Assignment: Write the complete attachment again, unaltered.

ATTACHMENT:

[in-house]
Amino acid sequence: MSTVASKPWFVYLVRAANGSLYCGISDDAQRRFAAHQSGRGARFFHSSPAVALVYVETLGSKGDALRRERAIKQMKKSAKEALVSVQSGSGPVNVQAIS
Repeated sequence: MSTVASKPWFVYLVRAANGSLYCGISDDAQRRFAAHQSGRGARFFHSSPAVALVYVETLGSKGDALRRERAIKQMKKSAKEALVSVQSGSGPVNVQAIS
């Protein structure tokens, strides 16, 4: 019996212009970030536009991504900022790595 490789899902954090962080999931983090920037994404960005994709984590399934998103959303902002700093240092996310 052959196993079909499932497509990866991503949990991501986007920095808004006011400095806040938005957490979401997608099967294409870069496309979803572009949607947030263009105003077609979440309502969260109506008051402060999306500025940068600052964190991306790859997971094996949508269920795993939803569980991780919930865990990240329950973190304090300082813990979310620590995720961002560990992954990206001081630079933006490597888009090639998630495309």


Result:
[in-house]
Amino acid sequence: MSTVASKPWFVYLVRAANGSLYCGISDDAQRRFAAHQSGRGARFFHSSPAVALVYVETLGSKGDALRRERAIKQMKKSAKEALVSVQSGSGPVNVQAIS
Repeated sequence: MSTVASKPWFVYLVRAANGSLYCGISDDAQRRFAAHQSGRGARFFHSSPAVALVYVETLGSKGDALRRERAIKQMKKSAKEALVSVQSGSGPVNVQAIS
């Protein structure tokens, strides 16, 4: 019996212009970030536009991504900022790595 490789899902954090962080999931983090920037994404960005994709984590399934998103959303902002700093240092996310 052959196993079909499932497509990866991503949990991501986007920095808004006011400095806040938005957490979401997608099967294409870069496309979803572009949607947030263009105003077609979440309502969260109506008051402060999306500025940068600052964190991306790859997971094996949508269920795993939803569980991780919930865990990240329950973190304090300082813990979310620590995720961002560990992954990206001081630079933006490597888009090639998630495309």